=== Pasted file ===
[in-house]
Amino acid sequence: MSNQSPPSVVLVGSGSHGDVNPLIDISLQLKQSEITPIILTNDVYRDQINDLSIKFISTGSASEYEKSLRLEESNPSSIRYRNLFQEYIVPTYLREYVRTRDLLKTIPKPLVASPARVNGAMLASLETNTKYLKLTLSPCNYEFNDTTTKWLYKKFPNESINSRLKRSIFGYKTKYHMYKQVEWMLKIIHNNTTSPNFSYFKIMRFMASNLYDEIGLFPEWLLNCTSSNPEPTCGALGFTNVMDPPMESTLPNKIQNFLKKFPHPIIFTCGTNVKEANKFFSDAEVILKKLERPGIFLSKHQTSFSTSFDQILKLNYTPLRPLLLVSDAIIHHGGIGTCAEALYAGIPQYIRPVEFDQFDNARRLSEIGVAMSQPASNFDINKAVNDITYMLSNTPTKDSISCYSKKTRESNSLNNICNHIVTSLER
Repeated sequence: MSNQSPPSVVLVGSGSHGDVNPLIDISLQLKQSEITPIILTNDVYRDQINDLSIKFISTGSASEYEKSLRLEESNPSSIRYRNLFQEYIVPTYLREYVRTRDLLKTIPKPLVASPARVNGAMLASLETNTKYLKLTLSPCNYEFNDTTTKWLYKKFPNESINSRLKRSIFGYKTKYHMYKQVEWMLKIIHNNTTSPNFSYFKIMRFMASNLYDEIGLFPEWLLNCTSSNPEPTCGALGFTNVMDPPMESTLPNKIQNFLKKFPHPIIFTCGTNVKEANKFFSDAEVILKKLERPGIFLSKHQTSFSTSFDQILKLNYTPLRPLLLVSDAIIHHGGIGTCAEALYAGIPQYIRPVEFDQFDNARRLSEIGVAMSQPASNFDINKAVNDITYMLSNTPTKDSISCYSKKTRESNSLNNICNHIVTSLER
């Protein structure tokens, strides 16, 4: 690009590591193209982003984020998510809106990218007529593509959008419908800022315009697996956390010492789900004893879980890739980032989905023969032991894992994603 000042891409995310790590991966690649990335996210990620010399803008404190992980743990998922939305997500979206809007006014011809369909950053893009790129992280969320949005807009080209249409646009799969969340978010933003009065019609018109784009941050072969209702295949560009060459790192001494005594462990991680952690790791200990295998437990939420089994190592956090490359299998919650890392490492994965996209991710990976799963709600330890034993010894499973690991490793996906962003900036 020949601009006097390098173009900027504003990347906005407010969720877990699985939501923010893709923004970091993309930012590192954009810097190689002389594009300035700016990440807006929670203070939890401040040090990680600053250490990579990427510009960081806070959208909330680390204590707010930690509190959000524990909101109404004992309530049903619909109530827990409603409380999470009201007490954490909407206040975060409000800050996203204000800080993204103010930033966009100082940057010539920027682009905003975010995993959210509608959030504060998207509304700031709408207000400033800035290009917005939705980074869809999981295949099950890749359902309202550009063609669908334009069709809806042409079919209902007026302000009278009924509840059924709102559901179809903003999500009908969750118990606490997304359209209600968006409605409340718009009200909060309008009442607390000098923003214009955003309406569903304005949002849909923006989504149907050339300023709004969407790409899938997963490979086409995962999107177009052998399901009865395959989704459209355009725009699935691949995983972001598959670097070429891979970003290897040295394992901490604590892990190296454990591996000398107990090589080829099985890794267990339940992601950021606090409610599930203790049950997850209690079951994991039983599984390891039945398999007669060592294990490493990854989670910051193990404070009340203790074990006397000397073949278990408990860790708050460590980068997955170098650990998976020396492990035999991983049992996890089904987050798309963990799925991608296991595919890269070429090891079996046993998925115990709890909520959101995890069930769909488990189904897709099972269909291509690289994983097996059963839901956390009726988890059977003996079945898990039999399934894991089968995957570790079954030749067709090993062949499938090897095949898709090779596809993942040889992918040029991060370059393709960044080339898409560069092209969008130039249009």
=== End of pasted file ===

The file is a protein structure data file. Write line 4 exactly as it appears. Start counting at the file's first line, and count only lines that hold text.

């Protein structure tokens, strides 16, 4: 690009590591193209982003984020998510809106990218007529593509959008419908800022315009697996956390010492789900004893879980890739980032989905023969032991894992994603 000042891409995310790590991966690649990335996210990620010399803008404190992980743990998922939305997500979206809007006014011809369909950053893009790129992280969320949005807009080209249409646009799969969340978010933003009065019609018109784009941050072969209702295949560009060459790192001494005594462990991680952690790791200990295998437990939420089994190592956090490359299998919650890392490492994965996209991710990976799963709600330890034993010894499973690991490793996906962003900036 020949601009006097390098173009900027504003990347906005407010969720877990699985939501923010893709923004970091993309930012590192954009810097190689002389594009300035700016990440807006929670203070939890401040040090990680600053250490990579990427510009960081806070959208909330680390204590707010930690509190959000524990909101109404004992309530049903619909109530827990409603409380999470009201007490954490909407206040975060409000800050996203204000800080993204103010930033966009100082940057010539920027682009905003975010995993959210509608959030504060998207509304700031709408207000400033800035290009917005939705980074869809999981295949099950890749359902309202550009063609669908334009069709809806042409079919209902007026302000009278009924509840059924709102559901179809903003999500009908969750118990606490997304359209209600968006409605409340718009009200909060309008009442607390000098923003214009955003309406569903304005949002849909923006989504149907050339300023709004969407790409899938997963490979086409995962999107177009052998399901009865395959989704459209355009725009699935691949995983972001598959670097070429891979970003290897040295394992901490604590892990190296454990591996000398107990090589080829099985890794267990339940992601950021606090409610599930203790049950997850209690079951994991039983599984390891039945398999007669060592294990490493990854989670910051193990404070009340203790074990006397000397073949278990408990860790708050460590980068997955170098650990998976020396492990035999991983049992996890089904987050798309963990799925991608296991595919890269070429090891079996046993998925115990709890909520959101995890069930769909488990189904897709099972269909291509690289994983097996059963839901956390009726988890059977003996079945898990039999399934894991089968995957570790079954030749067709090993062949499938090897095949898709090779596809993942040889992918040029991060370059393709960044080339898409560069092209969008130039249009």